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Old 14 Sep 2007, 03:04 pm
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Default Can I change the final drive ratio to improve the mileage of my 2005 Honda Civic hatchback (3-door)?

A lot of speed shops lower the final drive ratio to increase torque. Is there a part one can by and install that will increase the final drive ratio, which would decrease torque, but also decrease engine speed and improve fuel economy?The 2005 Civic hatchback was only sold in an Si model and this model was geared for speed rather than fuel economy.A lot of speed shops lower the final drive ratio of cars to increase torque. Generally speaking, this trades speed for fuel economy.I'd like to go the other direction: is there a part I can buy and have installed that will increase the final drive ratio. This would decrease torque, but also decrease engine speed and improve fuel economy?A couple of people answered this question by pointing out that larger tires are a way to go to increase the drive ratio, and they are bang on, but on this particular model, the tires already pretty much fill the wheel wells.
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Old 14 Sep 2007, 03:08 pm
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Larger tires would be the cheapest way. You would have to measure your time over a mile though to check your new speedometer behavior just so you don't get a ticket.
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Old 14 Sep 2007, 03:10 pm
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I wouldn't try it, the ratio was engineered to provide maximum mileage while still providing a usable final gear. Its possible that you could see some small improvement however, its very likely to cause more problems then its worth expecially considering that this WILL void a major part of your warranty. Its cost prohibitive, depending on the labor cost its probably not going to net you much in the way of actual savings anyway. If you really want to increase gas millage though, your best bet is to get a PCM (computer) reprogramming. NOT Hypertech or any of those other goofy $300 devices. Google it, you'll find much more information. You might also want to try adding a cold air intake, these are fairly cheap and can be bought locally. They will net you a decent 5-7HP MAX increase and increase gas milage as well.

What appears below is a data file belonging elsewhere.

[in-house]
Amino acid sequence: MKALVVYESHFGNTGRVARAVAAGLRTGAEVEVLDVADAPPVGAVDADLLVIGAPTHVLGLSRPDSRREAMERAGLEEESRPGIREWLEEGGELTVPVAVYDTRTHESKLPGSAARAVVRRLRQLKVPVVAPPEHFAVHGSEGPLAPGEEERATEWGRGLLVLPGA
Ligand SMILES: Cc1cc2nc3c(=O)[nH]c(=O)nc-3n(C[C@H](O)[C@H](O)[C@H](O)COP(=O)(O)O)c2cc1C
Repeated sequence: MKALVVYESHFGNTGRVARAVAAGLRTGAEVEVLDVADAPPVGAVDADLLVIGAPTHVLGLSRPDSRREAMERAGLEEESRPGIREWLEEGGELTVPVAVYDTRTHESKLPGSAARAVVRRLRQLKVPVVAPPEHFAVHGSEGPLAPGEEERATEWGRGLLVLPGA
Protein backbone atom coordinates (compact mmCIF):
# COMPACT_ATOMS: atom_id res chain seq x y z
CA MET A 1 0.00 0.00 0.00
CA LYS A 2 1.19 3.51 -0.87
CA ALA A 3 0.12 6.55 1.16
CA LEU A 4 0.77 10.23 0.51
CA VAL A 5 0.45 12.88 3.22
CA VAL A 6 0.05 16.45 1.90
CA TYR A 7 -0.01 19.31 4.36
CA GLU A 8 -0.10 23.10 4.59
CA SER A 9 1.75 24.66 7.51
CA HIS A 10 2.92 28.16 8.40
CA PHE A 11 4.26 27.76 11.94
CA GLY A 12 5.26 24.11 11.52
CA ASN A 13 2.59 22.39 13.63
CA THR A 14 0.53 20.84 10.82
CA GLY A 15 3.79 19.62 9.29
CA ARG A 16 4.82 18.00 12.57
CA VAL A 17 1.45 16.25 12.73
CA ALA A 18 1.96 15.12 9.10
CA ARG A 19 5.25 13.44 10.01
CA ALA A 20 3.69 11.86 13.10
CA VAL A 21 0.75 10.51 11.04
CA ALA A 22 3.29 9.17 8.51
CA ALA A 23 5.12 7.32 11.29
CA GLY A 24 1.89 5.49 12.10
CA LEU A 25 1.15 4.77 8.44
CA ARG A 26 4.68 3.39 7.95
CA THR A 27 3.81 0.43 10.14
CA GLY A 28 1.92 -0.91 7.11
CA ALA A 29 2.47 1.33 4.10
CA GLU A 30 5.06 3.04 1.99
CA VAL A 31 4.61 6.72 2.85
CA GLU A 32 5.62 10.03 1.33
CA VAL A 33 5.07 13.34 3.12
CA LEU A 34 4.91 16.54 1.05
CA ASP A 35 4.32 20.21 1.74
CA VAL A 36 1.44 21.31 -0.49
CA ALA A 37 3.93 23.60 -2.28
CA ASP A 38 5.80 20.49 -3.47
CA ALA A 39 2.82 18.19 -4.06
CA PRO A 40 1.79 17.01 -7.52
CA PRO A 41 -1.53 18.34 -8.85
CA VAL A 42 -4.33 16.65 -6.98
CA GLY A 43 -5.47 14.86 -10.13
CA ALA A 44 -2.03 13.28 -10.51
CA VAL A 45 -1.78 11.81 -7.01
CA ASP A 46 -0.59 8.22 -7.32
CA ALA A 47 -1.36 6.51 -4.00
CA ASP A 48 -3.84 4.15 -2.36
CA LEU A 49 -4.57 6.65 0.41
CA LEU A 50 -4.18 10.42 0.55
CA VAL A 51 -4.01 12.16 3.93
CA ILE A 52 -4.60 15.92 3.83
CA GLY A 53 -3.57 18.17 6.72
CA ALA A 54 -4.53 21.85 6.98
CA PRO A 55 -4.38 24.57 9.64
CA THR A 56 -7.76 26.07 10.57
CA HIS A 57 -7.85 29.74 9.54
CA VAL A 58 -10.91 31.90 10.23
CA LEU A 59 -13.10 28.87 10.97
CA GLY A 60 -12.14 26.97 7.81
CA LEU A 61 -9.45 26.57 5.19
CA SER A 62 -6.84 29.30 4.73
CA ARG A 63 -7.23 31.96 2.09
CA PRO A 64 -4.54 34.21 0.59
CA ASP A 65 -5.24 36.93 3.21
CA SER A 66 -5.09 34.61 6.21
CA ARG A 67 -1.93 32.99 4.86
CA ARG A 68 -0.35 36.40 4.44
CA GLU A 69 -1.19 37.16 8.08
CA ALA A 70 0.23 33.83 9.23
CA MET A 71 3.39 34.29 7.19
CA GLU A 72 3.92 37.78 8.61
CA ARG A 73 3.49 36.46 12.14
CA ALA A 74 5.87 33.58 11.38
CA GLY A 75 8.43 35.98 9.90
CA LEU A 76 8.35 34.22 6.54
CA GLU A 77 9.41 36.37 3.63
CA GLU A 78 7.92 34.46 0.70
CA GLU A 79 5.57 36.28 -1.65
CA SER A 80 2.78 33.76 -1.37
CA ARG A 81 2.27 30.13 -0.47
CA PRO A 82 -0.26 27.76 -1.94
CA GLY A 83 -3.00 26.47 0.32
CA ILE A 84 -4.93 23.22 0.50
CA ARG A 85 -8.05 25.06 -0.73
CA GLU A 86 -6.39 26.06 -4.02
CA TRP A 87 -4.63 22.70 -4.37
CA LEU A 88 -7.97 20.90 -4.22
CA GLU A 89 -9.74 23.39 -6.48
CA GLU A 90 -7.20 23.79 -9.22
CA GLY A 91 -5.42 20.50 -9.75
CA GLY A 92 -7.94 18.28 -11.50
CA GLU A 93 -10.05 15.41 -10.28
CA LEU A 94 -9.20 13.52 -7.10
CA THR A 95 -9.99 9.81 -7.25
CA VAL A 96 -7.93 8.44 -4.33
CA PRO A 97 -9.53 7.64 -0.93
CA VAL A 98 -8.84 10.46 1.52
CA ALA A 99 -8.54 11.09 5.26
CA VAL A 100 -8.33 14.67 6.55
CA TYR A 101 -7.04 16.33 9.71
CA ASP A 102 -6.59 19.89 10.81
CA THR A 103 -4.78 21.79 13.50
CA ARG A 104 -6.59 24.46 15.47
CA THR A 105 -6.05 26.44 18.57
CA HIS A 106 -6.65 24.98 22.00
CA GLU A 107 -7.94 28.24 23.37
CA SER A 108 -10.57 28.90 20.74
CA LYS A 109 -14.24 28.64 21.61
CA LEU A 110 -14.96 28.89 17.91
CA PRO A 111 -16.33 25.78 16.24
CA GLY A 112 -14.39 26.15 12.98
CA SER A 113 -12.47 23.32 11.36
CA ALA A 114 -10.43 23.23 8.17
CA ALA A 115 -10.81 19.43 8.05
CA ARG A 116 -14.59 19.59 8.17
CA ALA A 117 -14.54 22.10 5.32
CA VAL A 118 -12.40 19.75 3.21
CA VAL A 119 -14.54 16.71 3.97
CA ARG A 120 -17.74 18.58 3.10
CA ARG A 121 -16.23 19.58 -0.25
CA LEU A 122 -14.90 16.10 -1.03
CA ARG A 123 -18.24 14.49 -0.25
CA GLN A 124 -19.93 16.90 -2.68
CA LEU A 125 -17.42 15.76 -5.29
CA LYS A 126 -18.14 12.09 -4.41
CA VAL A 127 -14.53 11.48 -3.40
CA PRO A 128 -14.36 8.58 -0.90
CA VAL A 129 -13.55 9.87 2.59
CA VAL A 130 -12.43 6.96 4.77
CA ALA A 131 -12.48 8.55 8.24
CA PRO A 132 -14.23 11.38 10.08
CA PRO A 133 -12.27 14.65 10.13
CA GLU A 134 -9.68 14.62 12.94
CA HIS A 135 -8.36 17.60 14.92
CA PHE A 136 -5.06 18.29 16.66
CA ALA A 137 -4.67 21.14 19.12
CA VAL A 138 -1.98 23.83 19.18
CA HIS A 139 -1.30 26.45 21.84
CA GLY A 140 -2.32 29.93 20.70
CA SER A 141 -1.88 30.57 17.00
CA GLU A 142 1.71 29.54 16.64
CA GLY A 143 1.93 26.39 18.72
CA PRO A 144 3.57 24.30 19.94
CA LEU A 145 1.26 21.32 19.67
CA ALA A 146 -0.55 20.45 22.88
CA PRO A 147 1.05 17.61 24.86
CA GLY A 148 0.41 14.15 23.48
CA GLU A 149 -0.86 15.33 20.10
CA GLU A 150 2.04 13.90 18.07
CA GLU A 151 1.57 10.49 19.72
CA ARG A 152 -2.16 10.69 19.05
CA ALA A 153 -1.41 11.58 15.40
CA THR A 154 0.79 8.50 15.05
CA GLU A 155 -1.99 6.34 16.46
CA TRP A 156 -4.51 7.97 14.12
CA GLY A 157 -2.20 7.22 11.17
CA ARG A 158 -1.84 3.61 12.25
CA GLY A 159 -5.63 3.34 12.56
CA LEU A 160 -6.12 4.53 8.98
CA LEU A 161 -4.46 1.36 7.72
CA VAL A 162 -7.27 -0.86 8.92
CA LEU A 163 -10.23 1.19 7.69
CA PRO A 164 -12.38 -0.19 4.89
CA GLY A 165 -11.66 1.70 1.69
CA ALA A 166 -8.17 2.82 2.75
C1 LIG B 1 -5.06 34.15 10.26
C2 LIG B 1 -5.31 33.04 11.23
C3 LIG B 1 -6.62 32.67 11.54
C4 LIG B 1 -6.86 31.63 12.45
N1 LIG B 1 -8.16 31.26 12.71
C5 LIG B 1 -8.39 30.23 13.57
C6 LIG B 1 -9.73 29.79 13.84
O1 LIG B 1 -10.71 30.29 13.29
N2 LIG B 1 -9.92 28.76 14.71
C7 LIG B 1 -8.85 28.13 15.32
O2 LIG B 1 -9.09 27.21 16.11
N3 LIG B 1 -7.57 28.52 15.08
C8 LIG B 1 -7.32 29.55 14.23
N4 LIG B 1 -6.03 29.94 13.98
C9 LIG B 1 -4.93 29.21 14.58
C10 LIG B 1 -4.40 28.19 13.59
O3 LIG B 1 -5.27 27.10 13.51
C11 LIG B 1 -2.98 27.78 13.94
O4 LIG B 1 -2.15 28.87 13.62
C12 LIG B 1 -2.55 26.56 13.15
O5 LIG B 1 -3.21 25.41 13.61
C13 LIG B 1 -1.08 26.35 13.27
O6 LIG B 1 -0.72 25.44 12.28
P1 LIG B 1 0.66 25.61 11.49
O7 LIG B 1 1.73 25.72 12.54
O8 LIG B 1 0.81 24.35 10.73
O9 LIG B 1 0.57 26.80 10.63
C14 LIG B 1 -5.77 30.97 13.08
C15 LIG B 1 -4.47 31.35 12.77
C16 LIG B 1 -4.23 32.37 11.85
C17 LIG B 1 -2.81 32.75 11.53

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Old 14 Sep 2007, 03:28 pm
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i own a shop,and you can do this by changing the tires and rims on it this changes the final drive ratio faster than anything does,,tires and rims determine what the final gear ratio is going to be,,good luck hope this help,s.
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Old 14 Sep 2007, 03:34 pm
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Running a higher ratio diff will not necessarily improve fuel economy this is because to run at a certain speed requires the engine to produce x amount of horse power at a certain no of revs if you understand that the higher an engine can rev the more power it will produce so by lowering the revs the engine may not produce enough power to push the car along at the throttle settingused before so now with the higher geared diff you have to increase the throttle setting to maintain the same speed and by so doing you use more fuel The same thing happens when you find your car is faster in fourth gear than it is in fifth because fifth gear is an overdrive gear for economy not power as the civic is a small car with a small engine in increase in the overall gear ratio would only lead to disappointment
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Old 14 Sep 2007, 03:36 pm
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So far I have not heard of any aftermarket final drive gear which will increase the final drive. Maybe you can refer to your Honda/Acura dealers & check whether there are OEM final drive gears from other Civic models. It may or may not fit in.An increased final drive will increase the max speed but will decrease overall torque & pick up speed. Whereas decrease in final drive will improve torque & pick up speed while decreasing the max speed.To improve fuel consumption, the most practical way is to tune your ECU to produce less power output & torque output. Some aftermarket ECUs enables you to switch between different driving mode. Example, frugal mode, sport mode, track mode. Down tuning of power output will ensure better consumption. Of course you must also step less on the gas pedal & have a relaxing drive like a old man.
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Old 14 Sep 2007, 03:40 pm
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It simply will not be cost effective.
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